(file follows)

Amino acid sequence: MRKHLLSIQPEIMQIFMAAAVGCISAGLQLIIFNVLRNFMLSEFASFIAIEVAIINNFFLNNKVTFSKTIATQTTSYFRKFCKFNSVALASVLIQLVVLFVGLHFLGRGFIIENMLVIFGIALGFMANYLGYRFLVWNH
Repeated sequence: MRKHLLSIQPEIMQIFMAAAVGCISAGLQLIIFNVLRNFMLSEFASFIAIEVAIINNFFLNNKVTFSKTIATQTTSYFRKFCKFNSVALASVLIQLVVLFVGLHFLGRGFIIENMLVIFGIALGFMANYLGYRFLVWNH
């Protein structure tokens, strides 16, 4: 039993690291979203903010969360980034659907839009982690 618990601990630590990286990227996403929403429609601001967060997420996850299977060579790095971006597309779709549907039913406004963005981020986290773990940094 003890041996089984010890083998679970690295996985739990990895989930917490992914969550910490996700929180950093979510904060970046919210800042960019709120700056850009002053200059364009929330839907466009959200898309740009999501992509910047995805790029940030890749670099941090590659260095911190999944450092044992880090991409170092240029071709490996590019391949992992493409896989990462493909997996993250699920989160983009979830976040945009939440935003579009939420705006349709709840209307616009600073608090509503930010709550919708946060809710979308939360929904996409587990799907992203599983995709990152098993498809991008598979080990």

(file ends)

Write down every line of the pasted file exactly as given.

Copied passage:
Amino acid sequence: MRKHLLSIQPEIMQIFMAAAVGCISAGLQLIIFNVLRNFMLSEFASFIAIEVAIINNFFLNNKVTFSKTIATQTTSYFRKFCKFNSVALASVLIQLVVLFVGLHFLGRGFIIENMLVIFGIALGFMANYLGYRFLVWNH
Repeated sequence: MRKHLLSIQPEIMQIFMAAAVGCISAGLQLIIFNVLRNFMLSEFASFIAIEVAIINNFFLNNKVTFSKTIATQTTSYFRKFCKFNSVALASVLIQLVVLFVGLHFLGRGFIIENMLVIFGIALGFMANYLGYRFLVWNH
């Protein structure tokens, strides 16, 4: 039993690291979203903010969360980034659907839009982690 618990601990630590990286990227996403929403429609601001967060997420996850299977060579790095971006597309779709549907039913406004963005981020986290773990940094 003890041996089984010890083998679970690295996985739990990895989930917490992914969550910490996700929180950093979510904060970046919210800042960019709120700056850009002053200059364009929330839907466009959200898309740009999501992509910047995805790029940030890749670099941090590659260095911190999944450092044992880090991409170092240029071709490996590019391949992992493409896989990462493909997996993250699920989160983009979830976040945009939440935003579009939420705006349709709840209307616009600073608090509503930010709550919708946060809710979308939360929904996409587990799907992203599983995709990152098993498809991008598979080990």